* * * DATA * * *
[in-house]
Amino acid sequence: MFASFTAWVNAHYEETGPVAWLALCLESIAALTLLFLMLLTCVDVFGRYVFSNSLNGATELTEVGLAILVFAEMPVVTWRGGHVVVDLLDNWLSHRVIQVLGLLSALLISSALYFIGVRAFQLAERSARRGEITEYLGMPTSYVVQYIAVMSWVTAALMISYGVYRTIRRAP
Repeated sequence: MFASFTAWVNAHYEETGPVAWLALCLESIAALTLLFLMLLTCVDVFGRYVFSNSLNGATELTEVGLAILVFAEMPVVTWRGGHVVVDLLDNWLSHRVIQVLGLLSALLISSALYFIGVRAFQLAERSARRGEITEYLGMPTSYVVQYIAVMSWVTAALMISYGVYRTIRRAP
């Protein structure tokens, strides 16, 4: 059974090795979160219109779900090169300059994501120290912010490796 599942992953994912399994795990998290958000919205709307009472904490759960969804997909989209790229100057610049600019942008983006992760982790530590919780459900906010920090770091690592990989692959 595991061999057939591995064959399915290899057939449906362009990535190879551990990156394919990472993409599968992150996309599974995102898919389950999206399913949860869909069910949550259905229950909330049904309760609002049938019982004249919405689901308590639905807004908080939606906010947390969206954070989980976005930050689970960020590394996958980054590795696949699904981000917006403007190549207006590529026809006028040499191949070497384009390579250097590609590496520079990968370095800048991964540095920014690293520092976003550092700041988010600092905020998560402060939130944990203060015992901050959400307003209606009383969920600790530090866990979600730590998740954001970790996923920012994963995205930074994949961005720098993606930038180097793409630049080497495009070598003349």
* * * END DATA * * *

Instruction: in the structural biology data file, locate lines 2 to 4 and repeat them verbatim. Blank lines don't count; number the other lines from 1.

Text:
Amino acid sequence: MFASFTAWVNAHYEETGPVAWLALCLESIAALTLLFLMLLTCVDVFGRYVFSNSLNGATELTEVGLAILVFAEMPVVTWRGGHVVVDLLDNWLSHRVIQVLGLLSALLISSALYFIGVRAFQLAERSARRGEITEYLGMPTSYVVQYIAVMSWVTAALMISYGVYRTIRRAP
Repeated sequence: MFASFTAWVNAHYEETGPVAWLALCLESIAALTLLFLMLLTCVDVFGRYVFSNSLNGATELTEVGLAILVFAEMPVVTWRGGHVVVDLLDNWLSHRVIQVLGLLSALLISSALYFIGVRAFQLAERSARRGEITEYLGMPTSYVVQYIAVMSWVTAALMISYGVYRTIRRAP
């Protein structure tokens, strides 16, 4: 059974090795979160219109779900090169300059994501120290912010490796 599942992953994912399994795990998290958000919205709307009472904490759960969804997909989209790229100057610049600019942008983006992760982790530590919780459900906010920090770091690592990989692959 595991061999057939591995064959399915290899057939449906362009990535190879551990990156394919990472993409599968992150996309599974995102898919389950999206399913949860869909069910949550259905229950909330049904309760609002049938019982004249919405689901308590639905807004908080939606906010947390969206954070989980976005930050689970960020590394996958980054590795696949699904981000917006403007190549207006590529026809006028040499191949070497384009390579250097590609590496520079990968370095800048991964540095920014690293520092976003550092700041988010600092905020998560402060939130944990203060015992901050959400307003209606009383969920600790530090866990979600730590998740954001970790996923920012994963995205930074994949961005720098993606930038180097793409630049080497495009070598003349």